We all hate spam. It fills up our inboxes, it takes time to delete, and it’s irritating to plow through it all to get rid of it.
Surprisingly, you can learn quite a few email writing tips from a spammer.
They may be slimy, but they are good at marketing. And you can adapt their strategies for much less nefarious purposes.
What are spammers good at?
Heart-pounding subject lines
They write subject lines that immediately grab your attention and elevate your pulse rate. I recently got one purportedly from Paypal. It said, “Receipt for your payment to Avira.” I’d made no such payment.
It was a trick to get me to open the email. They wanted me to login to Paypal, through their fake link. This would give the spammer my password information and likely enable them to clean out my account.
I didn’t do it, but it certainly got my attention! And getting attention is the first rule of marketing.
Relevant and immediate messages
The message was relevant and important, since I do have a Paypal account and certainly want to keep track of any payments.
It had a cleverly disguised call for action. The idea was to look at it, think payment?! What payment?! And then click the link in a panic to run and check. Because who wants unauthorized payments? Nobody.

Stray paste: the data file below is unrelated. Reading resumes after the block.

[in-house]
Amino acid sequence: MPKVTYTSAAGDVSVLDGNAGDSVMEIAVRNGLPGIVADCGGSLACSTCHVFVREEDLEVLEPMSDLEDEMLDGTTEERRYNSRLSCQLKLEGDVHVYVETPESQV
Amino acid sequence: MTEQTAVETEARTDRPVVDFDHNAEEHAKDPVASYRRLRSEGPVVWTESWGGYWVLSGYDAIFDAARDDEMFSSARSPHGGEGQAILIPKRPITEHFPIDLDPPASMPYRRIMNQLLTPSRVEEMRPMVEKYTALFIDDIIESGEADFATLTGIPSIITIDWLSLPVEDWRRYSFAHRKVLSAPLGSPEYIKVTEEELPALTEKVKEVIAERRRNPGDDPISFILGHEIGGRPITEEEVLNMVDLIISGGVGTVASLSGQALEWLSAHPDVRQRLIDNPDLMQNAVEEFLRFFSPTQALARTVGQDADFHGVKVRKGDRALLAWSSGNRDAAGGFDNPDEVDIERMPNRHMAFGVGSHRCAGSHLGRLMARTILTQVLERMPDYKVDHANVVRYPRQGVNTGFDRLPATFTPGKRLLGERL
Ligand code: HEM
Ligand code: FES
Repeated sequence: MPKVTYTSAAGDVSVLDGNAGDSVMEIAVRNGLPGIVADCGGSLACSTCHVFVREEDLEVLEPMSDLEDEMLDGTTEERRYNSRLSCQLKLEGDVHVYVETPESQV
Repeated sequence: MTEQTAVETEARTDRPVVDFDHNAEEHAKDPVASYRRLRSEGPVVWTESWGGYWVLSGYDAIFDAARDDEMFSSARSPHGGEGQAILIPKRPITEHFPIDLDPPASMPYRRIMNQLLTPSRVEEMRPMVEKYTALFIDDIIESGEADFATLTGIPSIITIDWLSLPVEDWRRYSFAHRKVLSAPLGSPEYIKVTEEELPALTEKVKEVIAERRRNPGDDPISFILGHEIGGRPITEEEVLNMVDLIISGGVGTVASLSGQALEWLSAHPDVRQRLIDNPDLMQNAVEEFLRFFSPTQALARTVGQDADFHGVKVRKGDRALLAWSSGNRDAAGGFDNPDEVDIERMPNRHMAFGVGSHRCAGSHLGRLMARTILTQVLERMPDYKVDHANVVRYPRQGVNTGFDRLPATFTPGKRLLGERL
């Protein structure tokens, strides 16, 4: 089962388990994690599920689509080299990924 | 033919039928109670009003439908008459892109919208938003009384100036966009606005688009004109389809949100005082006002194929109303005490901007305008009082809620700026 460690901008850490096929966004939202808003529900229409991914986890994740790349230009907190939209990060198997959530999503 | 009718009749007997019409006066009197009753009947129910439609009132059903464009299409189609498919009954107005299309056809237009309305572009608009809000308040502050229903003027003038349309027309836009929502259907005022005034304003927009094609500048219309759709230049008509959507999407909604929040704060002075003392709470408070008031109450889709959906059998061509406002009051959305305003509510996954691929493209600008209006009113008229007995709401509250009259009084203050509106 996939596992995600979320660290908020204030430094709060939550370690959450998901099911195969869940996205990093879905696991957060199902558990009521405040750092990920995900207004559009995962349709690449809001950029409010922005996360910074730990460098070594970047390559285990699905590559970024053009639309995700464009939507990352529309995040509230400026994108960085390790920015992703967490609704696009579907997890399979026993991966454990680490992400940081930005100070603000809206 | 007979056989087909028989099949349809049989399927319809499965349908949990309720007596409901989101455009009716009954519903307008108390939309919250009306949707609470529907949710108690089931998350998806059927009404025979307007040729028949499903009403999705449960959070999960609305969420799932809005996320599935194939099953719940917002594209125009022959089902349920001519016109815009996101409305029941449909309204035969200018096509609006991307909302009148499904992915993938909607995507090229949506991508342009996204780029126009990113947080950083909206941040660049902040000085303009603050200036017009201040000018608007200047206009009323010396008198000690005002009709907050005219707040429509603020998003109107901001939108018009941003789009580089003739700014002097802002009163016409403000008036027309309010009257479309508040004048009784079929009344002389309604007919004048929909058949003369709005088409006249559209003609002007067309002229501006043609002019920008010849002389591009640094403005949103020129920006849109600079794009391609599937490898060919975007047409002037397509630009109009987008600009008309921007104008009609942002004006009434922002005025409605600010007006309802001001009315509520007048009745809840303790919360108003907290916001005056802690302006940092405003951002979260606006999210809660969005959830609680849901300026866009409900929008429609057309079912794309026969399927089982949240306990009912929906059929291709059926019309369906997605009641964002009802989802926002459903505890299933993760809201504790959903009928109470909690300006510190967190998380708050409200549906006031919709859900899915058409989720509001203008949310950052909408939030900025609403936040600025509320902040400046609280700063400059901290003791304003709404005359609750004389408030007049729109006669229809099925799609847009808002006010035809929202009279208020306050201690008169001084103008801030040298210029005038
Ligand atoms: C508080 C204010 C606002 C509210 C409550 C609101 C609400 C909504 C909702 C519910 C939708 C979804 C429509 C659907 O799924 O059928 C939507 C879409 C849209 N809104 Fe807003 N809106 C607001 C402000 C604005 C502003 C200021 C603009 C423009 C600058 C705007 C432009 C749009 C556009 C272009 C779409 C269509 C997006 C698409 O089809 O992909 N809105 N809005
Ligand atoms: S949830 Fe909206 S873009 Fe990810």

The email looked trustworthy at first glance. The “from” field said “Paypal.” The subject line was in the same format as legitimate emails from Paypal. People know and trust Paypal. The spammers were borrowing Paypal’s familiarity and trustworthiness in order to steal.
I certainly don’t recommend that you steal or lie, but you can adapt these tactics for more respectable uses.
- Use your subject line to get attention.
- Send relevant messages.
- Build up your authority
- Develop your readers’ trust
- Create a recognizable brand so readers will recognize your name and open your messages